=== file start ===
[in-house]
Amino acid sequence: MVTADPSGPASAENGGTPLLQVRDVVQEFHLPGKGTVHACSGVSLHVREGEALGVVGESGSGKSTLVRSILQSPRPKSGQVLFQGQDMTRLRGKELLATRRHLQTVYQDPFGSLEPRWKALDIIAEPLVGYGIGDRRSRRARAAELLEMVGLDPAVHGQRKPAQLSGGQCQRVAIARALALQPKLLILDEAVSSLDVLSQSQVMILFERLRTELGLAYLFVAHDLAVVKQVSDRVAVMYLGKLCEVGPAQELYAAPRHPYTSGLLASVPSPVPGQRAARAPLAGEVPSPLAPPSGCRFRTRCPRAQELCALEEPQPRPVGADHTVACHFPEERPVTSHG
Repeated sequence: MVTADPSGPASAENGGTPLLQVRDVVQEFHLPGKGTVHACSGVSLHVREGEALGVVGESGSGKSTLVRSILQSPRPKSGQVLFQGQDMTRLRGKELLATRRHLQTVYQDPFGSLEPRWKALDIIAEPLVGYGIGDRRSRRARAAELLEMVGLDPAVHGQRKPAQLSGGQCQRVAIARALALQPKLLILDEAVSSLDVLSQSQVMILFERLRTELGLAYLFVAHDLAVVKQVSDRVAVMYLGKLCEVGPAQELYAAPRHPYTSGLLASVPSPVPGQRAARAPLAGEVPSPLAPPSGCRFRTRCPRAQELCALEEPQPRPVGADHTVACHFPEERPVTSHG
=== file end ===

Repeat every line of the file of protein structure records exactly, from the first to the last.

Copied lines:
[in-house]
Amino acid sequence: MVTADPSGPASAENGGTPLLQVRDVVQEFHLPGKGTVHACSGVSLHVREGEALGVVGESGSGKSTLVRSILQSPRPKSGQVLFQGQDMTRLRGKELLATRRHLQTVYQDPFGSLEPRWKALDIIAEPLVGYGIGDRRSRRARAAELLEMVGLDPAVHGQRKPAQLSGGQCQRVAIARALALQPKLLILDEAVSSLDVLSQSQVMILFERLRTELGLAYLFVAHDLAVVKQVSDRVAVMYLGKLCEVGPAQELYAAPRHPYTSGLLASVPSPVPGQRAARAPLAGEVPSPLAPPSGCRFRTRCPRAQELCALEEPQPRPVGADHTVACHFPEERPVTSHG
Repeated sequence: MVTADPSGPASAENGGTPLLQVRDVVQEFHLPGKGTVHACSGVSLHVREGEALGVVGESGSGKSTLVRSILQSPRPKSGQVLFQGQDMTRLRGKELLATRRHLQTVYQDPFGSLEPRWKALDIIAEPLVGYGIGDRRSRRARAAELLEMVGLDPAVHGQRKPAQLSGGQCQRVAIARALALQPKLLILDEAVSSLDVLSQSQVMILFERLRTELGLAYLFVAHDLAVVKQVSDRVAVMYLGKLCEVGPAQELYAAPRHPYTSGLLASVPSPVPGQRAARAPLAGEVPSPLAPPSGCRFRTRCPRAQELCALEEPQPRPVGADHTVACHFPEERPVTSHG